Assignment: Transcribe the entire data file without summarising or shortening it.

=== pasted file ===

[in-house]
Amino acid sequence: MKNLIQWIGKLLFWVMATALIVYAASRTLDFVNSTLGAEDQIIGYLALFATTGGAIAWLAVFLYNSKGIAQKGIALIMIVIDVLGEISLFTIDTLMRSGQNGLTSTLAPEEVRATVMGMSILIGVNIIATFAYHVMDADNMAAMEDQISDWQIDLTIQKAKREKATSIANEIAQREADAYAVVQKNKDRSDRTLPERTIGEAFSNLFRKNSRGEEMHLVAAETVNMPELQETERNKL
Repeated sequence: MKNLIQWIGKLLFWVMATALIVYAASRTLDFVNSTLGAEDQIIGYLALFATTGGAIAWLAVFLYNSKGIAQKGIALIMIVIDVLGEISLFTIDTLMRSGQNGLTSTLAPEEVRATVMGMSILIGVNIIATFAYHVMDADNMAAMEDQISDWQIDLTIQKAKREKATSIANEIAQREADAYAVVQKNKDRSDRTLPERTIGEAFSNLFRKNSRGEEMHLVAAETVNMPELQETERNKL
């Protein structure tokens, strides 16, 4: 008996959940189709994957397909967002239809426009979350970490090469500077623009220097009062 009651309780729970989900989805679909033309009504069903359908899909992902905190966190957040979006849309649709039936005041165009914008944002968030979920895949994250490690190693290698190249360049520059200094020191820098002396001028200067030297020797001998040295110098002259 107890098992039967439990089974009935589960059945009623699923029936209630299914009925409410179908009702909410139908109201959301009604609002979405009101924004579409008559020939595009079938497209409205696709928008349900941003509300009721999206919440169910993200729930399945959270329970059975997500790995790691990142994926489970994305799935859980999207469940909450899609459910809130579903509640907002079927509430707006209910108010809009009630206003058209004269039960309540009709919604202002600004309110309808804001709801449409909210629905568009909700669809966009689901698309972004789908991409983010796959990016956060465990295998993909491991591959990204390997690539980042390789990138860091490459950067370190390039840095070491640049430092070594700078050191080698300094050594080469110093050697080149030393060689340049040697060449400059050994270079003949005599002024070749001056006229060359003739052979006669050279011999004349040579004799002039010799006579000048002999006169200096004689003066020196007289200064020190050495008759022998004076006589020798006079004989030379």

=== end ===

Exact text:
[in-house]
Amino acid sequence: MKNLIQWIGKLLFWVMATALIVYAASRTLDFVNSTLGAEDQIIGYLALFATTGGAIAWLAVFLYNSKGIAQKGIALIMIVIDVLGEISLFTIDTLMRSGQNGLTSTLAPEEVRATVMGMSILIGVNIIATFAYHVMDADNMAAMEDQISDWQIDLTIQKAKREKATSIANEIAQREADAYAVVQKNKDRSDRTLPERTIGEAFSNLFRKNSRGEEMHLVAAETVNMPELQETERNKL
Repeated sequence: MKNLIQWIGKLLFWVMATALIVYAASRTLDFVNSTLGAEDQIIGYLALFATTGGAIAWLAVFLYNSKGIAQKGIALIMIVIDVLGEISLFTIDTLMRSGQNGLTSTLAPEEVRATVMGMSILIGVNIIATFAYHVMDADNMAAMEDQISDWQIDLTIQKAKREKATSIANEIAQREADAYAVVQKNKDRSDRTLPERTIGEAFSNLFRKNSRGEEMHLVAAETVNMPELQETERNKL
């Protein structure tokens, strides 16, 4: 008996959940189709994957397909967002239809426009979350970490090469500077623009220097009062 009651309780729970989900989805679909033309009504069903359908899909992902905190966190957040979006849309649709039936005041165009914008944002968030979920895949994250490690190693290698190249360049520059200094020191820098002396001028200067030297020797001998040295110098002259 107890098992039967439990089974009935589960059945009623699923029936209630299914009925409410179908009702909410139908109201959301009604609002979405009101924004579409008559020939595009079938497209409205696709928008349900941003509300009721999206919440169910993200729930399945959270329970059975997500790995790691990142994926489970994305799935859980999207469940909450899609459910809130579903509640907002079927509430707006209910108010809009009630206003058209004269039960309540009709919604202002600004309110309808804001709801449409909210629905568009909700669809966009689901698309972004789908991409983010796959990016956060465990295998993909491991591959990204390997690539980042390789990138860091490459950067370190390039840095070491640049430092070594700078050191080698300094050594080469110093050697080149030393060689340049040697060449400059050994270079003949005599002024070749001056006229060359003739052979006669050279011999004349040579004799002039010799006579000048002999006169200096004689003066020196007289200064020190050495008759022998004076006589020798006079004989030379």